As your business develops, you’ll need to present your actual financial performance alongside your prior and updated estimates from projections, forecasts, and budgets. This post describes one approach to doing so using cumulative revenue as an example. Developing your own methodology and being consistent in its presentation will make your board and investor meetings much more effective and productive.
First, let’s set some working definitions:
– Projections: multi-year, perhaps three to five or more, typically updated at major events e.g. pre-financing or post financing. Having a well-thought through vision of the financial growth plan is an essential piece of the overall system.
– Budgets: single year, aligned with the financial year, updated perhaps mid-year if there is sufficient reason to do so – possibly from a wide variance in actual performance or the occurrence of a major event – making the previous budget substantially invalid.
– Forecasts: single (or shorter) year scope and typically updated every quarter. This is your more granular, short-term vision of the financials. Updating forecasts allows you to take into account your increased understanding and awareness of the business.
– Actuals: your historical financials, with monthly detail that can be summarized to quarterly or annual.
It’s important to present actuals versus your original estimate (budget) and then the updated estimates (forecasts) on an ongoing basis. We’ll limit the example here to top-line revenue for simplicity, but the same techniques can be applied to any element of the financials. Note that this approach is but one of many possible options and you should assess what format will be most appropriate to communicate your financial information. For our example, the starting point is the beginning of the year:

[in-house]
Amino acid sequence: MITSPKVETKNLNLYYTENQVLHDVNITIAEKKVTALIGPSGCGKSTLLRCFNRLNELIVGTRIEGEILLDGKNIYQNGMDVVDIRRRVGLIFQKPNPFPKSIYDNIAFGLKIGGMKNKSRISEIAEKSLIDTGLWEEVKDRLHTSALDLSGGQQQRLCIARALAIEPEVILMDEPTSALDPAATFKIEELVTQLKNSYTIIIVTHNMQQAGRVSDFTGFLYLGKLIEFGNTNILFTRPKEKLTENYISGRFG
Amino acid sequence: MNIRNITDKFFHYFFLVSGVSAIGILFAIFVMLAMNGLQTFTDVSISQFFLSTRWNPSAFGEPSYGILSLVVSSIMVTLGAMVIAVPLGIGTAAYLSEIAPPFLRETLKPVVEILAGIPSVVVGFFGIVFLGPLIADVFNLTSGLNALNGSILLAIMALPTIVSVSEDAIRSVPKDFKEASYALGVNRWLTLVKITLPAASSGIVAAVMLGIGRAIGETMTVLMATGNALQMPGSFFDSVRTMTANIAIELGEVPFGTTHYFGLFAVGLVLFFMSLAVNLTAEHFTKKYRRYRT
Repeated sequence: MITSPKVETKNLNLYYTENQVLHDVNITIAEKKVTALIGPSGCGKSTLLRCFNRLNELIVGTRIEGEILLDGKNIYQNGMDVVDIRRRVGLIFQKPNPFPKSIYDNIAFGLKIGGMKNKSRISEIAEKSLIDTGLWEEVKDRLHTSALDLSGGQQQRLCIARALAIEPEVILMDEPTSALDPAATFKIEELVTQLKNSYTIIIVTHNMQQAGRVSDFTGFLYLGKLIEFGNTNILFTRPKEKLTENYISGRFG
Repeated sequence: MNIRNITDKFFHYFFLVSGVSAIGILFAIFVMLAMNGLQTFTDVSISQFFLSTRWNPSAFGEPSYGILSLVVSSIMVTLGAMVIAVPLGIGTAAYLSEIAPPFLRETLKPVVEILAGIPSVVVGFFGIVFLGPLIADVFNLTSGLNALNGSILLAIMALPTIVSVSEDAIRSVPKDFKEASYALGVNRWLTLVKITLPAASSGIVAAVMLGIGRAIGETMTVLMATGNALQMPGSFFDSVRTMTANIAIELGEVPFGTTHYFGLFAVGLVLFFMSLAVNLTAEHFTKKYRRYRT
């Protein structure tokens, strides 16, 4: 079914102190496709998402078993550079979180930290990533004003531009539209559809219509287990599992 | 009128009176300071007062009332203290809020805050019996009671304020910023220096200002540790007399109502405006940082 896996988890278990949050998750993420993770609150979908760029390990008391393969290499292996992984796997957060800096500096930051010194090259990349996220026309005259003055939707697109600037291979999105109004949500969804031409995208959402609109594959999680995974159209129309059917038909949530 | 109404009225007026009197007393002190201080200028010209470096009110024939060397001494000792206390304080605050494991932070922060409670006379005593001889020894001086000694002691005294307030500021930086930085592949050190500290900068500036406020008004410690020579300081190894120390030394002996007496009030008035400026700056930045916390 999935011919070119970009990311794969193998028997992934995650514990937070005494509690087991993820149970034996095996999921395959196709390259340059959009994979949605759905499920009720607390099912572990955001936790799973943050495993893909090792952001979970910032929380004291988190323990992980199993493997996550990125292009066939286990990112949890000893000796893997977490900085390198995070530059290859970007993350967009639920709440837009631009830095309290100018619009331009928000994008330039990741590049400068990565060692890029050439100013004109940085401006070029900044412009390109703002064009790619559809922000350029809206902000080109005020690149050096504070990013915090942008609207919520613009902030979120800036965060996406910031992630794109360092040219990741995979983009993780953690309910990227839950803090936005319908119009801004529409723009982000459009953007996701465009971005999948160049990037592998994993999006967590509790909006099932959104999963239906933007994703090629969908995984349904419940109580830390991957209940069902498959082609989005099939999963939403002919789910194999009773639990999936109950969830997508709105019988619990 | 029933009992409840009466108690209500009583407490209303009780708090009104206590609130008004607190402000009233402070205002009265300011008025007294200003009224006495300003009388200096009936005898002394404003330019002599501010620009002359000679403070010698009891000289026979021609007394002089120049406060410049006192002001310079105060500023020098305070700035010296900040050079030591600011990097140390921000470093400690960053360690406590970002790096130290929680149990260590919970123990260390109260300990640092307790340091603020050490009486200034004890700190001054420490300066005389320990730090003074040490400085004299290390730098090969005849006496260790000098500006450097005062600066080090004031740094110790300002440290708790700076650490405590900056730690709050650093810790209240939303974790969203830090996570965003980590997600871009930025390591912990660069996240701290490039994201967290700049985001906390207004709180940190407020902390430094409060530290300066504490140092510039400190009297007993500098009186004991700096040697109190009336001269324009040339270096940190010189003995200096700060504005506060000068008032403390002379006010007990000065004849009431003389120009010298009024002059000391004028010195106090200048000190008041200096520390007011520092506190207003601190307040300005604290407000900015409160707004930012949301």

This is simply a 12-month depiction of the cumulative budgeted revenue. Why cumulative? We’re interested in where the business is heading on an aggregate year-long basis and less concerned about month-to-month variations. Let’s now consider a mid-point in the year:
We have the original budget line intact, but with actual historicals we’ve been able to chart the true performance alongside budget. This is useful, but your board will then ask: What do you think will happen next? Where will we be at the year-end? Hence, you need forecasts:
The forecast neatly adjoins the actuals and represents management’s opinion on likely performance through the end of the year. Such a presentation framework facilitates discussion of why actuals differ from budget – perhaps because of a late product release or reduced marketing efficiency – and includes a clear description of what steps are being taken to meet or beat forecast through year-end.
Develop whatever approach best suits your business model and dynamics and stick to a consistent presentation and periodic update schedule. Analyses such as these provide a framework for assessing the accuracy of your assumptions and planning, which will go a long way to improving your understanding of your business.
Finally, never forget two permanent rules for being prepared with presentations:
– Come up with yourself the question you want people to think of when you show them the chart/table and be prepared with your answer.
– Always review your presentation thoroughly and prepare responses in advance to otherwise unexpected questions that could get posed.